Skullcandy Crusher: The New York Times
March 12, 2013
How many headphones count a threat to “make your eyeballs bleed” as a virtue? At least one, the Skullcandy Crusher, which uses an unusual speaker technology to generate vibrations that are perceived as powerful bass notes.
The Crushers are an over-the-ear enclosed headset, which both accentuates the bass vibrations and muffles what mass transit seatmates are likely to hear.
The trick is that the Crushers turn speaker design on its head. Normally electrical pulses go to a weighty stationary magnet that make a lightweight coil and speaker cone move to produce sound.
In the Crushers, the coil is stationary. It is the heavy magnet that moves, producing vibrations that you can feel. Through a phenomenon known as bone conduction, those vibrations are perceived as powerful bass.
In a test, with the bass adjusted to a medium setting, the sound was a bit less sloppy than usually associated with bass-heavy headphones. The effect worked particularly well with rock, pop and hip-hop – although at full blast, it felt as if my head was inside the kick drum. It was less effective on some older jazz recordings and symphonic music, even dramatic movie music, like Danny Elfman’s “Batman” score.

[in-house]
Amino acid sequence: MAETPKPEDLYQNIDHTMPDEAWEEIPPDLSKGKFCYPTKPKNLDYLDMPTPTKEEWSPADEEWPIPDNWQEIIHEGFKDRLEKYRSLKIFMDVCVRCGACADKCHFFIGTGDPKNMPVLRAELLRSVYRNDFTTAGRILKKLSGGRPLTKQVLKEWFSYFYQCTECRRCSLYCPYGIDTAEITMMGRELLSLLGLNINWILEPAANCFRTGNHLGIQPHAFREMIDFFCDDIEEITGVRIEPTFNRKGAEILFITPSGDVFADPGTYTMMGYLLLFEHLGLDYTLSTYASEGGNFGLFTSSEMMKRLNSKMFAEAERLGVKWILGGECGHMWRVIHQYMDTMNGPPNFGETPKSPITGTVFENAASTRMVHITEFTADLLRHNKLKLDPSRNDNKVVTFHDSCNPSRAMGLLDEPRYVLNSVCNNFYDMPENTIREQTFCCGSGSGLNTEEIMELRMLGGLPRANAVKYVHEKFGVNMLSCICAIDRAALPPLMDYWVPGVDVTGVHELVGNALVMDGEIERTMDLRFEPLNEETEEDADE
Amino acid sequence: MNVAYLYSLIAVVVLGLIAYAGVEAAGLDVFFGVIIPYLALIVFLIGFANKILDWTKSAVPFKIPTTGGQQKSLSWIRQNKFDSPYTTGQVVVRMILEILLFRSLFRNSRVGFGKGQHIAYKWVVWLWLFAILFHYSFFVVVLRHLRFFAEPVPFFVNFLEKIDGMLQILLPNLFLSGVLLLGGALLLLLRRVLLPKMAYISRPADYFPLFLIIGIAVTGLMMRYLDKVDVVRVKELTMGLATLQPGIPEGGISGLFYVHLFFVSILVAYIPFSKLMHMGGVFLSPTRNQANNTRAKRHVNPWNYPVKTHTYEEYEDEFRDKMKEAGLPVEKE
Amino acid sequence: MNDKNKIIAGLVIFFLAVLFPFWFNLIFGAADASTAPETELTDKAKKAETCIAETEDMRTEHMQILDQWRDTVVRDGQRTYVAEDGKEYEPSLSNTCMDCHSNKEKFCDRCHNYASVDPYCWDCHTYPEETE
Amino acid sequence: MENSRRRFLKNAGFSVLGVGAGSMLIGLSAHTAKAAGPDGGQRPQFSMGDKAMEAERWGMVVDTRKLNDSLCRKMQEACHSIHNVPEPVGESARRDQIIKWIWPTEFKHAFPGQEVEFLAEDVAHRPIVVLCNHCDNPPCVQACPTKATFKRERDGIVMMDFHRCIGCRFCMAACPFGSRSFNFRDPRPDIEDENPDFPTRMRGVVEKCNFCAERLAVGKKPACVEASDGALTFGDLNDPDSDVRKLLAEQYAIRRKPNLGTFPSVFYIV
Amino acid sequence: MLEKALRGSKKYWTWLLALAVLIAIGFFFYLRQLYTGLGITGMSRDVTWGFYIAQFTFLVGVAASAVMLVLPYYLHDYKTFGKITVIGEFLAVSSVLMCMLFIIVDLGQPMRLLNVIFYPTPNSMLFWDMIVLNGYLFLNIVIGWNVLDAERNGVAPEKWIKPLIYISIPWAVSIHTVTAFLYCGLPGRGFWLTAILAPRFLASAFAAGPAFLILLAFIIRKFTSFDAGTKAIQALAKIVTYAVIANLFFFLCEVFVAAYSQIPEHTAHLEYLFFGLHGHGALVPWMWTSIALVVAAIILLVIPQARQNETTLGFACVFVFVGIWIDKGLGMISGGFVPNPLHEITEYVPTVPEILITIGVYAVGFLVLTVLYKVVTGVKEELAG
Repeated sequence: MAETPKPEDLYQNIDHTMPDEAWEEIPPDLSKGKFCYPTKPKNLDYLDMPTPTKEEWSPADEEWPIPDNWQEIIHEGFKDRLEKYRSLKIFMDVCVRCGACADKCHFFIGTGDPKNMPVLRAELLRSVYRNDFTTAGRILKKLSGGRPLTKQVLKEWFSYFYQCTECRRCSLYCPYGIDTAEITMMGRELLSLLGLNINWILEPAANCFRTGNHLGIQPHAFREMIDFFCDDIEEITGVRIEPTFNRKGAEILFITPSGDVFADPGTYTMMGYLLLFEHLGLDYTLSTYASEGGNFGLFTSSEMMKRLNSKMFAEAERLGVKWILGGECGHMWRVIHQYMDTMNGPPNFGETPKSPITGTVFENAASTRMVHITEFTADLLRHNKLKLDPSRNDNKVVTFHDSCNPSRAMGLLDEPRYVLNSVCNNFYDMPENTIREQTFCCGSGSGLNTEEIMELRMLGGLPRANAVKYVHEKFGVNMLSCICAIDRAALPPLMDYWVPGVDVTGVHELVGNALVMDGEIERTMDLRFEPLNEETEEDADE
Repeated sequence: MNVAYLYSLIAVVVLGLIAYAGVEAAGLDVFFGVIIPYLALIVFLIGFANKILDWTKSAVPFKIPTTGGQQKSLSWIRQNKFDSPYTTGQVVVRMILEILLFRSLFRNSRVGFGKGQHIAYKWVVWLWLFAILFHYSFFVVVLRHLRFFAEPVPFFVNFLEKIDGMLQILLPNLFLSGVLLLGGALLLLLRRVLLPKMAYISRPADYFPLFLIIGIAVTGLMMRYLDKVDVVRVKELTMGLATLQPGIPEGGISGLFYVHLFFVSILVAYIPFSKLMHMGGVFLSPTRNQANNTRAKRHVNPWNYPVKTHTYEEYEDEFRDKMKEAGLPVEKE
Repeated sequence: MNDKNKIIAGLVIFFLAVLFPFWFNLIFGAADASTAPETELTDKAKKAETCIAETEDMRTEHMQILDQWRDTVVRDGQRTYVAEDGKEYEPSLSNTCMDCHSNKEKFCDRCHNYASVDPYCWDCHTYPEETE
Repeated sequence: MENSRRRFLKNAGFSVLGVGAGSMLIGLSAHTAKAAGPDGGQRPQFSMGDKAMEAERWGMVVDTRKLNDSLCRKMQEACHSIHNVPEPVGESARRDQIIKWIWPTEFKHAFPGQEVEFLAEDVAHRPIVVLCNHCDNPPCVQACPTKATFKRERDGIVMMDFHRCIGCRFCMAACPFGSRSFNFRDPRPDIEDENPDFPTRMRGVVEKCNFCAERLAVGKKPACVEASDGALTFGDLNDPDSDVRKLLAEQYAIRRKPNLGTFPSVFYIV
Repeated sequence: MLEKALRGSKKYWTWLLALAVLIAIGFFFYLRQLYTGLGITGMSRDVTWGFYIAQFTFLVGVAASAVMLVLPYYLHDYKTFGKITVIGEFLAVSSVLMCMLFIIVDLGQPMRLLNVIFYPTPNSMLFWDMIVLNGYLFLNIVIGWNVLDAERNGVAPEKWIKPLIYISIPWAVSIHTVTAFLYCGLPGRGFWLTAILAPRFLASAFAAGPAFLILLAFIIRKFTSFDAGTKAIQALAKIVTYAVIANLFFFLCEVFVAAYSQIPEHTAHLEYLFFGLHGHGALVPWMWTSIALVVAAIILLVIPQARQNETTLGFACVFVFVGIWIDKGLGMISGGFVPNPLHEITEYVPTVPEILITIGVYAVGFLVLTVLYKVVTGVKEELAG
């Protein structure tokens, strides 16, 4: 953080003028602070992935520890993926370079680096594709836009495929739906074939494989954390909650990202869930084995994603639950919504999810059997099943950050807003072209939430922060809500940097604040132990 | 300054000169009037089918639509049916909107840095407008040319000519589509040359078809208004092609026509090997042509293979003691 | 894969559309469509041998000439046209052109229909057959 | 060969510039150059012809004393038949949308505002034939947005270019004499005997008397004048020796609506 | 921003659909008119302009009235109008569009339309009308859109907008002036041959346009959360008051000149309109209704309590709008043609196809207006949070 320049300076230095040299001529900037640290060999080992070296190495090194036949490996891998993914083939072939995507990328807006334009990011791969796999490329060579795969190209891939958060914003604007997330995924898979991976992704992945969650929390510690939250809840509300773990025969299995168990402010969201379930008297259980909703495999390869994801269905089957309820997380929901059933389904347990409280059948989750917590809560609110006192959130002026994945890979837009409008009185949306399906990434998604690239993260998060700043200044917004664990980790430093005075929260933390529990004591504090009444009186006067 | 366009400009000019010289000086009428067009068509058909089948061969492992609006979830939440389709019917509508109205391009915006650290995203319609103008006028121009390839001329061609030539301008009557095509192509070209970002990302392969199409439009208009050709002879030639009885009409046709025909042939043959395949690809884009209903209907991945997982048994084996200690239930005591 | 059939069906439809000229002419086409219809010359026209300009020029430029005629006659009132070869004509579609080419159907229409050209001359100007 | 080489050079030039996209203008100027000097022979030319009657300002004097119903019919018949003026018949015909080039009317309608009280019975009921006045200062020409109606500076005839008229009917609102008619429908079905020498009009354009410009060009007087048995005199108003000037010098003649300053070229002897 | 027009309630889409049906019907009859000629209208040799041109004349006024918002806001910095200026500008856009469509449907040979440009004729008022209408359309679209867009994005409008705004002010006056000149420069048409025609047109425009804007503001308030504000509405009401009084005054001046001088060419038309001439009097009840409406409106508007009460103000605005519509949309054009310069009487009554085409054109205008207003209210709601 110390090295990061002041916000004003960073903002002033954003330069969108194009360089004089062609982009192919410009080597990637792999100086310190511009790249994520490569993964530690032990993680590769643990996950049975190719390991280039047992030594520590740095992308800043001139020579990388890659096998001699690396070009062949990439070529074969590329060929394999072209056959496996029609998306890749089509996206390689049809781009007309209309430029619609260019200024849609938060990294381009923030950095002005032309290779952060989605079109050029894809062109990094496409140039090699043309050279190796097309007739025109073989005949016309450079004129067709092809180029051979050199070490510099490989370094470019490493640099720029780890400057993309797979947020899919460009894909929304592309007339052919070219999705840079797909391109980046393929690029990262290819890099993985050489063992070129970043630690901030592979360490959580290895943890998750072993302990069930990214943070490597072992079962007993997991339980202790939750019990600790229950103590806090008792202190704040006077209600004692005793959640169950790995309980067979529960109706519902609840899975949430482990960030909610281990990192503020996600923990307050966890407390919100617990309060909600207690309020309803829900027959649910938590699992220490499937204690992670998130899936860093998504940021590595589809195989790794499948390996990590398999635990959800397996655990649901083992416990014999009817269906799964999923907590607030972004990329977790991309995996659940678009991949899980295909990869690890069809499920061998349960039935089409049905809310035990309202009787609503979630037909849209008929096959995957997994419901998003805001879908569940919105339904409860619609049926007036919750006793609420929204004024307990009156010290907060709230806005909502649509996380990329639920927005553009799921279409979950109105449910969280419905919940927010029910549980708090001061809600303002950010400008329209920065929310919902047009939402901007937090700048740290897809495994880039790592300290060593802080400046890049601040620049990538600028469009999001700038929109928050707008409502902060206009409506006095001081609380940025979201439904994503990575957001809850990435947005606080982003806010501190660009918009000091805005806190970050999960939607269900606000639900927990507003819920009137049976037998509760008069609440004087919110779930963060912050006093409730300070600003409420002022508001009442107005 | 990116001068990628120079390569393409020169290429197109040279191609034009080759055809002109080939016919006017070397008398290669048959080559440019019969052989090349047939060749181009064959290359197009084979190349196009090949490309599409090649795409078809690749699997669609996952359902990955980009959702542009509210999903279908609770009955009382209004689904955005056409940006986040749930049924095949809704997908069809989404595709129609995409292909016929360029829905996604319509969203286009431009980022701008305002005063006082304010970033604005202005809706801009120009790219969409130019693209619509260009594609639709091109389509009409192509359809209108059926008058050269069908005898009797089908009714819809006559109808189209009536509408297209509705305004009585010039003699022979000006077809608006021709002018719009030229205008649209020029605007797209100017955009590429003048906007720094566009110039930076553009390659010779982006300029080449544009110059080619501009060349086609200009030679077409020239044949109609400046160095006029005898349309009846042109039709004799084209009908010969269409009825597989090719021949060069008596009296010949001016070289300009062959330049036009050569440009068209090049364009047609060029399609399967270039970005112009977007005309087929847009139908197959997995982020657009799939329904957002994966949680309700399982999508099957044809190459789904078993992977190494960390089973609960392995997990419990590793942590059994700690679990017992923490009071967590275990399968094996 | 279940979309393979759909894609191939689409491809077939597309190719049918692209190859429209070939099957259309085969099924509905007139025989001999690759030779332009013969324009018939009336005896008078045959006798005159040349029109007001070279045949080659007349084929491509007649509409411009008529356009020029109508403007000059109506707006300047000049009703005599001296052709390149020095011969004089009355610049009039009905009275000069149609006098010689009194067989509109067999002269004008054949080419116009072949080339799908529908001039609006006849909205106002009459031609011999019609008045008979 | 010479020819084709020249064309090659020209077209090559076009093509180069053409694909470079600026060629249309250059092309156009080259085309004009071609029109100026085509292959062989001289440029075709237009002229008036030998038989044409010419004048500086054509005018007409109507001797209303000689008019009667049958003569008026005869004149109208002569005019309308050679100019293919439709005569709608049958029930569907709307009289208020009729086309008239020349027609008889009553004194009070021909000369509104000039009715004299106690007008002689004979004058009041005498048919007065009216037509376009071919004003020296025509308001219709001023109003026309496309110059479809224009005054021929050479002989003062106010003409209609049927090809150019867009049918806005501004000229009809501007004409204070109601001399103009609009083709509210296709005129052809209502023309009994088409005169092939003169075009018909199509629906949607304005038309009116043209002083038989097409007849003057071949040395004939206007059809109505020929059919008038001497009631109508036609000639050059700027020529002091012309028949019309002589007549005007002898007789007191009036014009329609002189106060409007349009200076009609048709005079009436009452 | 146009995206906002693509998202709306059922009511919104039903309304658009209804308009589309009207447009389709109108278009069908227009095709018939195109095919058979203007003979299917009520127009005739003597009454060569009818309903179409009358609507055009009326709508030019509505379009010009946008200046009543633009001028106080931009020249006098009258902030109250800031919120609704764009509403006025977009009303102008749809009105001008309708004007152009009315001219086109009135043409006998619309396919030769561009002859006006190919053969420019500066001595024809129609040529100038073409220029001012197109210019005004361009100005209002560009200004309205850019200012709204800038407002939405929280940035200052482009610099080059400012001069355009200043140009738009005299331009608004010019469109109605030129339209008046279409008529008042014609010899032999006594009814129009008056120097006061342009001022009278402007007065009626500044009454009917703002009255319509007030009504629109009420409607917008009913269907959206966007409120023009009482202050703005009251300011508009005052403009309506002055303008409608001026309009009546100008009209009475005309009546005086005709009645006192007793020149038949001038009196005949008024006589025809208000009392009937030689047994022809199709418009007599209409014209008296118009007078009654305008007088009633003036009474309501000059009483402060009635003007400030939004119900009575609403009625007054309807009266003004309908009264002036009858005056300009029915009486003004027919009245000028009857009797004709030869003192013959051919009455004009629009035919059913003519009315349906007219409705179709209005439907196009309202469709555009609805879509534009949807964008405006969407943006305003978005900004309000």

Although the Crushers enhance the bass, the 40-millimeter driver that handles the rest of the sound spectrum sounded a bit muddy. Individual instruments were indistinct, and higher-pitched sounds, like horns, were muted.
The headphones fit me snugly, sealed well and were comfortable over a half-hour or so. They fold into a compact size for an over-the-ear headphone and come with a fabric carrying case.